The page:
On December 28, 2003, China finished building the Ya’an Bifeng Gorge Base. This base is the most modern and updated conservation and research facility in China with advanced technology and equipment. While visiting the observatory, visitors can learn about the giant panda research center, hospital, cub-rearing center, and breeding center. There are more than 300 wild giant pandas with over 70 captive giant pandas living in Ya’an alone.
Reintroducing Pandas Back into the Wild
Since July 8, 2003, the giant panda Xiangxiang, after finishing three years of “wilderness training” in preparation for being released back into the wild at the China Conservation and Research Center for the Giant Panda, was successfully released back into the wild. This marks a new stage of progress in China’s giant panda conservation work from rescuing them from the wild and doing artificial breeding in captivity to releasing them back into the wild. When Xiangxiang first showed aggressive behavior towards humans as a display of his territorial instinct, the caretakers said, “We would like to congratulate Xiangxiang on growing up. It is no longer a docile pet who comes at the beck and call of humans, but carries on the legend of a shared history of thousands of years.”
The Liziping National Nature Reserve is located in the Xiaoxiangling Mountain next to a village at an elevation of more than 2,000 meters, of which 90 percent of the residents are of the Yi ethnicity. The giant panda habitat area of 80,204 hectares is home to 30 wild giant pandas.
Since 2009, a total of nine giant pandas have successfully been returned back to the wild in Xiaoxiang-ling. Relevant follow-up and analysis work has also been carried out. A beautiful example of this success was the reintroduction of the giant panda Zhang-xiang. After two years of “wild training” for reintroduction into the wild, this giant panda returned back into the wild in Liziping National Nature Reserve in Shimian County, becoming the world’s first female giant panda to return to her free home in the wild. This also confirmed that the methods used to reintroduce the female that was born through artificial reproduction in captivity and then received relevant training for being reintroduced into the wild are successful. At the same time, it created a new record of an artificially reproduced giant panda who has survived five years after being released back into nature.
According to experts, the artificial reproduction of giant pandas and then reintroducing them back into the wild can supplement, rehabilitate, and realize the sustainable development of the wild giant panda population.
The Beauty of the Mountains Known as the “Eastern Alps”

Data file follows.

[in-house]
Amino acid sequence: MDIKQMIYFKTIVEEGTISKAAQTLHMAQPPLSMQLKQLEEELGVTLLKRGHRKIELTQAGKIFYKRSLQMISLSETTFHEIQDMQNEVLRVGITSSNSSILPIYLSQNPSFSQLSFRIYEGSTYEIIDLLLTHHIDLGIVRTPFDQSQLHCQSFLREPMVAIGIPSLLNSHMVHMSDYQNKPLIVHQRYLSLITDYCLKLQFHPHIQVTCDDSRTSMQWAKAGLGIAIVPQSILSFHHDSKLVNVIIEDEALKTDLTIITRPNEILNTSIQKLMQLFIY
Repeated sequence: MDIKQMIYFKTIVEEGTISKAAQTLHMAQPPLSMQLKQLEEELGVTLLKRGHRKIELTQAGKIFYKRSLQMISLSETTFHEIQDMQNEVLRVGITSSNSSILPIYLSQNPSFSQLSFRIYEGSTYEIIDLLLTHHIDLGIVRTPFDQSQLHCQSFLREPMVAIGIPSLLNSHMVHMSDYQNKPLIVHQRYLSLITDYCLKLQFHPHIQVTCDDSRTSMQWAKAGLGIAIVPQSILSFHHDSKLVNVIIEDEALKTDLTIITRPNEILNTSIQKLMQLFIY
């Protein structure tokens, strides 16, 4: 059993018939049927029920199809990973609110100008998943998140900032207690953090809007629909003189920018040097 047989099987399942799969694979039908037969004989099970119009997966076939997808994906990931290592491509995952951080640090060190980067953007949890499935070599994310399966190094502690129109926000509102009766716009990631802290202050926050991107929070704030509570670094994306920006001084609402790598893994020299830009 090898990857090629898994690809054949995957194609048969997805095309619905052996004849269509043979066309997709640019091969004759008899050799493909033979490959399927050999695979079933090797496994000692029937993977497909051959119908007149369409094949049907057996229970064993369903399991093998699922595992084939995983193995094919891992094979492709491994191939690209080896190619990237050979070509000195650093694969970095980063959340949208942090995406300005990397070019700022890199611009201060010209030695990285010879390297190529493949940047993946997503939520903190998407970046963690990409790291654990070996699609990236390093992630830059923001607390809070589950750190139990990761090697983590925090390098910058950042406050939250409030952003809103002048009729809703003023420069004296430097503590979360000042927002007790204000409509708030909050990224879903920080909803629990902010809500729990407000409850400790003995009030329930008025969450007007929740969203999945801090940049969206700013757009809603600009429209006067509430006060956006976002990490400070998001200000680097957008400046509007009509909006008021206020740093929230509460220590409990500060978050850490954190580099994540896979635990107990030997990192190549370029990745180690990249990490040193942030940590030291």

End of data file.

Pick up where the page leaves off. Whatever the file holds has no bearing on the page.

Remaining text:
The ecological zone of the Sichuan Giant Panda Sanctuaries is one of 200 major ecological zones in the world, and from looking closer at the eco-environment of the National Scenic Area of the Siguniang Mountains, we can better understand the mystery of this region.
The Siguniang (Four Sisters) Mountains are also called the Eastern Alps for their breathtaking scenery that is comparable with the Swiss Alps. The mountain range of four connected peaks displays a picture of rolling snow-covered mountains with grasslands, dense forests, and pastures. Not only can visitors find ideal places for mountain climbing, ice climbing, and exploration here, they can also observe the fossils of ancient fish and get a feel for the process of evolution of ancient creatures.
At the foot of the southernmost Daguniang (Eldest Sister) Peak there are many herders who raise yaks and horses. In the upper reaches of the mountain, forests and wild flowers can be seen everywhere. If visitors are lucky, they may find wild fungi as big as a bowl. Going higher in the mountain, the foliage suddenly opens up into a pristine alpine meadow. At 4,000 meters above sea level, the area is barren and the ground is covered with sharp rocks. The mountain peak is covered with snow throughout the year. During the months from October to April, the snow level can get up to the knees, while there is less snow during summer months.
Adjacent is the Erguniang (Second Sister) Peak. Every summer, rare animals scamper around the wild green trees and plants here. The mountain peak is dangerous and snow-covered the year round. The Sanguniang (Third Sister) Peak has beautiful scenery, complex landforms, and a rich variety of animal and plant species. The Yaomei (Youngest Sister) Peak is dotted with glaciers, beryl mines, forests and lakes.
According to local folklore, the four sisters turned into mountains on the fourth day of the fifth month on the lunar calendar. Today, every year on this day, people of all ages from the local Tibetan and Qiang groups all dress up in traditional attire, bring butter, barley wine, barley cake, and other food to offer a sacrifice on the natural altar of the Siguniang Mountains, Guozhuangping, and worship the mountain god.